Monday, November 27, 2017
The highs and lows of mens' shoe fashion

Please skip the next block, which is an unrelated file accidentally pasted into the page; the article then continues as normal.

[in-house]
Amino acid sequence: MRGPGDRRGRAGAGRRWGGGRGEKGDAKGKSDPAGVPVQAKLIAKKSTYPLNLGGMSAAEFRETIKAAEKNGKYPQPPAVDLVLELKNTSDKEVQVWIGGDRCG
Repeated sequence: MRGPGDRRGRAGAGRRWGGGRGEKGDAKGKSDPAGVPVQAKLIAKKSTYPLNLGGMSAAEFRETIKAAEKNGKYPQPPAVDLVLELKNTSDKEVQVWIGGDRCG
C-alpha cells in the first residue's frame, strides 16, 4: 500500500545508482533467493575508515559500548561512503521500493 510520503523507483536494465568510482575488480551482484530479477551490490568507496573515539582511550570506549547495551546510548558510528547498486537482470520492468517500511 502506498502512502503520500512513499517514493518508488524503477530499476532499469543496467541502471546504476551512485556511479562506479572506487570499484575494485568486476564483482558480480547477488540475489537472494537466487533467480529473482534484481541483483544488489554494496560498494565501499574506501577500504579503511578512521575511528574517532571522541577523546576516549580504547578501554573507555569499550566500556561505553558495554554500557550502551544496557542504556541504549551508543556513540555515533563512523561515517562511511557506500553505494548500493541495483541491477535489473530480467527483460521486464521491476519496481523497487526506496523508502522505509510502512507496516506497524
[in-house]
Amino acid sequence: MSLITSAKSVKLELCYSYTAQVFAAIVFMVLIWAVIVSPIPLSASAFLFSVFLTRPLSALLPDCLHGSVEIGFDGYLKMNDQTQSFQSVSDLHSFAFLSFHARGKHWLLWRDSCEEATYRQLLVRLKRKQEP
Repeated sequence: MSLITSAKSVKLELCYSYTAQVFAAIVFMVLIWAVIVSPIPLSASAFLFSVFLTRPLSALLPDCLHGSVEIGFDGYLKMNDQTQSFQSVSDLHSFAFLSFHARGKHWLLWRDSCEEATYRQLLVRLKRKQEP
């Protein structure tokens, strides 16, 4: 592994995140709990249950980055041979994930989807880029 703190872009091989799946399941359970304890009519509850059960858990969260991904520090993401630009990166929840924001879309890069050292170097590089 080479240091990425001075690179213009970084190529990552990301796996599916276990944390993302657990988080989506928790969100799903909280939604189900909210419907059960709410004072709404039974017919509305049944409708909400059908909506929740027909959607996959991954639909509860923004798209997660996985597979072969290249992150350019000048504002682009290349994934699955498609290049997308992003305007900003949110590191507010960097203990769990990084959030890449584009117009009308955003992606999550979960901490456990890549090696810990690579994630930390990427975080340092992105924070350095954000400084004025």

Now it seems both high heels and ballet flats (a slip on shoe with a small thin heel or no heel at all) are back in fashion for men. Height challenged males might revel at the prospect of the former but not perhaps at the latter. Ballet flats represent the antithesis of the four wheel drive shoes. That is shoes you could climb the Eiger with, but are more likely seen perambulating through the shopping mall. Real men prefer espadrilles and sneakers, i.e. chic and comfortable footwear. What has added interest (for me), as a shoe watcher, is both high and low styles share the limelight at the same time – a rare event in fashion. Zeitgeist (or sign of the times) necessitates we look at current events for an explanation. Alpha males appear to want to move adeptly as well as present themselves as trim and toned. Ballet flats resemble the dancing pumps or “pompes” of the 16th and 17th centuries when dancing became all the range and no self respecting crown head was without their ballroom. Then as now best finery was the order of the day and dandy noblemen wore special ballroom slippers. Emporer Napoleon's legacy to cultured Europe was dress balls and as the popularity of dancing swept through the civilized world. When new dance steps got faster women started to wear dance slippers every bit as delicate as modern ballet shoes. Men of the 18th century wore the latest fashion high boots and male dancing shoes were confined to the bedroom along with their pipe and became. They became bedroom slippers. The latest fashion phenomenon is likely to mirror the renewed interest in dancing and the immensely popular TV programs lik Strictly Dancing (ABC) and . Strictly Come Dancing (BBC).